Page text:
The Axe Falls on Criminal Justice Spending


House GOP leaders propose $1 billion in cuts to Justice Department budget that could end funding for community policing, and sharply reduce juvenile justice programs across the country.

With a massive federal deficit looming, it was only a matter of time before conservatives targeted federal spending for anticrime programs. Yesterday, the Republicans now running the House of Representatives took their first thorough swipe at Justice Department accounts that have mostly weathered major cuts so far.

The plan by Rep. Frank Wolf (R-VA) and his appropriations subcommittee colleagues for the year starting October 1 is dramatic: an end to the Community Oriented Policing Services (COPS) program that has helped states and localities hire community police officers since 1994; no more funding for states to help pay the costs of imprisoning illegal immigrants; and big reductions in juvenile justice funding.

It’s part of an overall reduction of more than $1 billion in the Justice Department budget of $27 billion-plus.

The FBI, under pressure to maintain its post-9/11 antiterror mission, would get a slight increase. So would the U.S. Bureau of Prisons?the other big Justice Department agency.

Unlike many state prison systems, the federal prison population keeps growing as the wars on drugs and white-collar crime continue. Another $3 billion-plus is spent on “legal activities”?all of those federal lawyers who prosecute and defend cases. No one is talking about attorney layoffs.

The largest remaining category is what the appropriations committee calls “state and local law enforcement activities.”

A major lobbying effort by the National Criminal Justice Association, which represents state governments, helped keep the proposed reduction of the Byrne Justice Assistance Grant program to about 17 percent, to $357 million annually. States use that money for a variety of programs, such as regional anti-drug task forces.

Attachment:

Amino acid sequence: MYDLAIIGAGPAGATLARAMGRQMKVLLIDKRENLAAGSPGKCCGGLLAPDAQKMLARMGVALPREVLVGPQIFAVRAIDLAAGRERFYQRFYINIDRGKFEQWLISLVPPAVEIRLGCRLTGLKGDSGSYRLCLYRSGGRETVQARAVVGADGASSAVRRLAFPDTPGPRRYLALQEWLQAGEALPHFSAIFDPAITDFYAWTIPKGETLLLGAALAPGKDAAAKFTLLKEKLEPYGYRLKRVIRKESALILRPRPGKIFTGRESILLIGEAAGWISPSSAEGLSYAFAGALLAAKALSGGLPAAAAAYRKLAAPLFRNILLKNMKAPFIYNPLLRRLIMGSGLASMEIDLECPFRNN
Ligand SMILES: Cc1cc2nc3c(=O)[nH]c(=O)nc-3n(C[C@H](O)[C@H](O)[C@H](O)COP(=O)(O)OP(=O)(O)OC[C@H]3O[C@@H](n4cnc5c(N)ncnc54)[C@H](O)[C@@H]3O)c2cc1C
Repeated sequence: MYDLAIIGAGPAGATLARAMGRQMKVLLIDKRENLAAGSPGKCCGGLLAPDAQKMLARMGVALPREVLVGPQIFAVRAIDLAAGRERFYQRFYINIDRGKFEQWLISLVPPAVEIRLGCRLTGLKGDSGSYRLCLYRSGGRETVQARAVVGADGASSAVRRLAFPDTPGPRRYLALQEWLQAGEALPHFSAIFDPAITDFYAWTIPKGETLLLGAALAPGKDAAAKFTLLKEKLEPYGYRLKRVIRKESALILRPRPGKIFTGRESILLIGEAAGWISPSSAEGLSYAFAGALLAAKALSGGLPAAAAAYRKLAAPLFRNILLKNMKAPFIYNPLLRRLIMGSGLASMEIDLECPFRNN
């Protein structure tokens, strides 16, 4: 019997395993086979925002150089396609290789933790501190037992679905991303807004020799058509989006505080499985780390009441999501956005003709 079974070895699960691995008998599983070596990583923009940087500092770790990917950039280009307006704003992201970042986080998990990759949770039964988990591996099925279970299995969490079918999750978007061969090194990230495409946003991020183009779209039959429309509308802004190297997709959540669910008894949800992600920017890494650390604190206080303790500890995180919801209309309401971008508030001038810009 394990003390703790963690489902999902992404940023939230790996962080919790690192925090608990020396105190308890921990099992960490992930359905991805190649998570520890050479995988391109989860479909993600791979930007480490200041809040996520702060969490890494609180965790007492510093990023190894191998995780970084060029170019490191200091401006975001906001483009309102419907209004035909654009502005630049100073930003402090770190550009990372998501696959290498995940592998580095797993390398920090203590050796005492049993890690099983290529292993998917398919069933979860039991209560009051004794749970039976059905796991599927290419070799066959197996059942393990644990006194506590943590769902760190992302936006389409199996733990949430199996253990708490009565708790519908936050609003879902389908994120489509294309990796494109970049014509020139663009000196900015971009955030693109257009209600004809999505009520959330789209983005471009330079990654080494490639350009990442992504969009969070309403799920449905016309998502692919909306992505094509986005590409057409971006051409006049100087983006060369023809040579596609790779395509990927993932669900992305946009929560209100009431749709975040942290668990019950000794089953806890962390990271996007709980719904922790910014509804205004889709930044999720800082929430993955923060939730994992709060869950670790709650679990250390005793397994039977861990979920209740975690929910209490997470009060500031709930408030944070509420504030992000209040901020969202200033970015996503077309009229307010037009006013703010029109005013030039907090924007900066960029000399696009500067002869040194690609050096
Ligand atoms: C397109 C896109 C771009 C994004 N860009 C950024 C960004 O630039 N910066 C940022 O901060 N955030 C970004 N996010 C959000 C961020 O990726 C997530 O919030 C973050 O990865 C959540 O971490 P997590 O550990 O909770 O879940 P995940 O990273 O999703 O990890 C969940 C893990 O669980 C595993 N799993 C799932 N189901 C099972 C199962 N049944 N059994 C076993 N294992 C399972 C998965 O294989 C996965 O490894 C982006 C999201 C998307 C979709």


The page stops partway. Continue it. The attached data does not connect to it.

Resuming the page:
Other categories did well in the committee proposal, meaning a fairly level budget.

Congress has long supported the campaign to fight violence against women, which should continue to get more than $400 million. Another popular project is advocacy for missing and exploited children, which gets about $70 million.

The COPS program is backed by mayors and police chiefs, but Republicans have never been enthusiastic about an idea invented by a Democratic president, Bill Clinton.

The alien detention aid, called SCAAP (State Criminal Alien Assistance Program), has not enjoyed lots of GOP support either. Its allocation has been eroding and now stands at $274 million.

Juvenile justice is another apparent loser. The House appropriators would cut “formula” grants to states on juvenile issues from $62 to $40 million and retain youth mentoring programs, but eliminate a host of other projects, mostly in the crime prevention field.

Because the House proposal is the beginning of a process that will take three months or longer, the game isn’t over yet.

The spending plan still must proceed through the House and Senate. Already, law enforcement groups are mobilizing to save COPS. The largest organization, the International Association of Chiefs of Police (IACP), is “very concerned about the elimination of COPS funding and will be working with members of Congress to reinstate this critical program,” says IACP's Meredith Ward.

Could what happened earlier this year be a precursor?

The appropriations bill funding the Justice Department also includes NASA, and any increases have to be offset somewhere under congressional rules. When the last appropriations bill was considered in February, the House voted 228-203 to move $298 million from NASA to COPS.

But that was a razor-thin vote, and the measure was introduced by Rep. Anthony Weiner (D-NY), who since was forced to resign in a scandal over texting lewd photos.

It’s possible that policing, juvenile justice, and other programs that the Republicans want to cut can retain some of their funding.

But it will take a major lobbying effort in a economic and political climate that is very unfavorable toward boosts in federal spending.

Ted Gest is Contributing Editor of The Crime Report and president of Criminal Justice Journalists. He welcomes comments from readers.

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